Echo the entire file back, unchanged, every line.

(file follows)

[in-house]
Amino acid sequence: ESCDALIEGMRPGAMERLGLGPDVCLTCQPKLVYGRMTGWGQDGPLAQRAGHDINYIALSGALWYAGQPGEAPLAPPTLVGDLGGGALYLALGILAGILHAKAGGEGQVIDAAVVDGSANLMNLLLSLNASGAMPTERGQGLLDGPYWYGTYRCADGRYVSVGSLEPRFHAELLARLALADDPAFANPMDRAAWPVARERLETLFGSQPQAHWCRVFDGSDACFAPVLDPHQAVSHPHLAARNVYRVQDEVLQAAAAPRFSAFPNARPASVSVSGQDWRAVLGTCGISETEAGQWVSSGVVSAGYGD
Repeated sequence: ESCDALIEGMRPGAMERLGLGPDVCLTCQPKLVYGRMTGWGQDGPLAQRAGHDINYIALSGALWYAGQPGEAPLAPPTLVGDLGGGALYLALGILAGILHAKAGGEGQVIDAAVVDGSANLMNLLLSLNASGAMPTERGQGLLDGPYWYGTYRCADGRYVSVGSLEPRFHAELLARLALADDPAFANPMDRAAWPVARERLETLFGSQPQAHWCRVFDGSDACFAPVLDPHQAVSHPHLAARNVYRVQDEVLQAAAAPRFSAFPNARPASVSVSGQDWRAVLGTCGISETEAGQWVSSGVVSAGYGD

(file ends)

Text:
[in-house]
Amino acid sequence: ESCDALIEGMRPGAMERLGLGPDVCLTCQPKLVYGRMTGWGQDGPLAQRAGHDINYIALSGALWYAGQPGEAPLAPPTLVGDLGGGALYLALGILAGILHAKAGGEGQVIDAAVVDGSANLMNLLLSLNASGAMPTERGQGLLDGPYWYGTYRCADGRYVSVGSLEPRFHAELLARLALADDPAFANPMDRAAWPVARERLETLFGSQPQAHWCRVFDGSDACFAPVLDPHQAVSHPHLAARNVYRVQDEVLQAAAAPRFSAFPNARPASVSVSGQDWRAVLGTCGISETEAGQWVSSGVVSAGYGD
Repeated sequence: ESCDALIEGMRPGAMERLGLGPDVCLTCQPKLVYGRMTGWGQDGPLAQRAGHDINYIALSGALWYAGQPGEAPLAPPTLVGDLGGGALYLALGILAGILHAKAGGEGQVIDAAVVDGSANLMNLLLSLNASGAMPTERGQGLLDGPYWYGTYRCADGRYVSVGSLEPRFHAELLARLALADDPAFANPMDRAAWPVARERLETLFGSQPQAHWCRVFDGSDACFAPVLDPHQAVSHPHLAARNVYRVQDEVLQAAAAPRFSAFPNARPASVSVSGQDWRAVLGTCGISETEAGQWVSSGVVSAGYGD